Sunday, May 31, 2009

Swedish Pancakes (pannkakor)

There is nothing more comforting than Swedish Pancakes. Breakfast? Lunch? Dinner? I'll eat them anytime. These were one of my favorite meals growing up and I practice little restraint when it comes to them.

So what's the difference between Swedish Pancakes and crepes? While the two are often considered interchangeable, I consider a crepe to be just a touch thinner and taste more "eggy." Also, growing up my mother always used half whole-wheat flour in the Swedish Pancakes which gives them a more robust slightly nutty flavor. Without that whole-wheat flour they taste just a little flat to me - but that's a personal thing. If you're looking more for a traditional Swedish Pancake feel free to just use all-purpose flour.

So if you've got a skillet and some milk, eggs, and flour (& a little butter) in your kitchen - you're set. So why not break out of that breakfast rut and try these next weekend?

Start by cracking two eggs into a large bowl & whisk them together.

Add 1.5 dl whole-wheat flour and 1.5 dl all-purpose (white) flour. If you're using US measurements, that's a heaping half cup of each type of flour. You can go ahead and use all white flour if you'd prefer.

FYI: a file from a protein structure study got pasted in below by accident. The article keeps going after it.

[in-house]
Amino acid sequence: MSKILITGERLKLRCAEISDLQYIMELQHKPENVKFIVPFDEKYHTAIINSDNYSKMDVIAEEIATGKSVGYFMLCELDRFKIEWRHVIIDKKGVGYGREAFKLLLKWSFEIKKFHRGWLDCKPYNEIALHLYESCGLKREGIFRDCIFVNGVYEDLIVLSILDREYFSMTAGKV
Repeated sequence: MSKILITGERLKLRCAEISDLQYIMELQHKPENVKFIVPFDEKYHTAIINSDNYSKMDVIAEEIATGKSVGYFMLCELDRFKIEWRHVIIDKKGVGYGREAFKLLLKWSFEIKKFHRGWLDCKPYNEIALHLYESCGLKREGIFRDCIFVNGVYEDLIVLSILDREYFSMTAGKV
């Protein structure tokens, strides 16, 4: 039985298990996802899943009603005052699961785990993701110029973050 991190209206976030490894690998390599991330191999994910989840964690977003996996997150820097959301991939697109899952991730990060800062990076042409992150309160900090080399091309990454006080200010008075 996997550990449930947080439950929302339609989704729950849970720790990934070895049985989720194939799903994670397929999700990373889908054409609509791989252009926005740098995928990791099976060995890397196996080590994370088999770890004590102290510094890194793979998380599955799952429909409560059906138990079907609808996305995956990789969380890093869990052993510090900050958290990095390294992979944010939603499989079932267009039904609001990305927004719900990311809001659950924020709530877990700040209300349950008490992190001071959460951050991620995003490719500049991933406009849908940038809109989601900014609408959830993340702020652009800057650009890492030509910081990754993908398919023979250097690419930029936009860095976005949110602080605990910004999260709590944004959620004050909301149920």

Add 6 dl of milk (2.5 cups). Now whisk it all together. You don't need to worry about getting every little lump out. If you're a perfectionist, you could use a blender. I don't.

Now heat up a non-stick (or really well seasoned cast iron) over medium heat. Add a pat of butter and swirl to coat the pan. Don't skip this step between pancakes. While they won't stick to the nonstick pan, they won't get that beautiful lacey appearance that you're going for.

Add 1 dl (~1/2 cup) of batter to the pan and swirl to coat the bottom of the pan. Do this fairly quickly as the pancake will begin to cook almost immediately.

Don't worry if you don't get it right the first time, you've got plenty of batter. Plus, sometimes the first few pancakes don't look as perfect because the pan isn't quite hot enough yet. It's okay - people will still be fighting over who gets to eat them.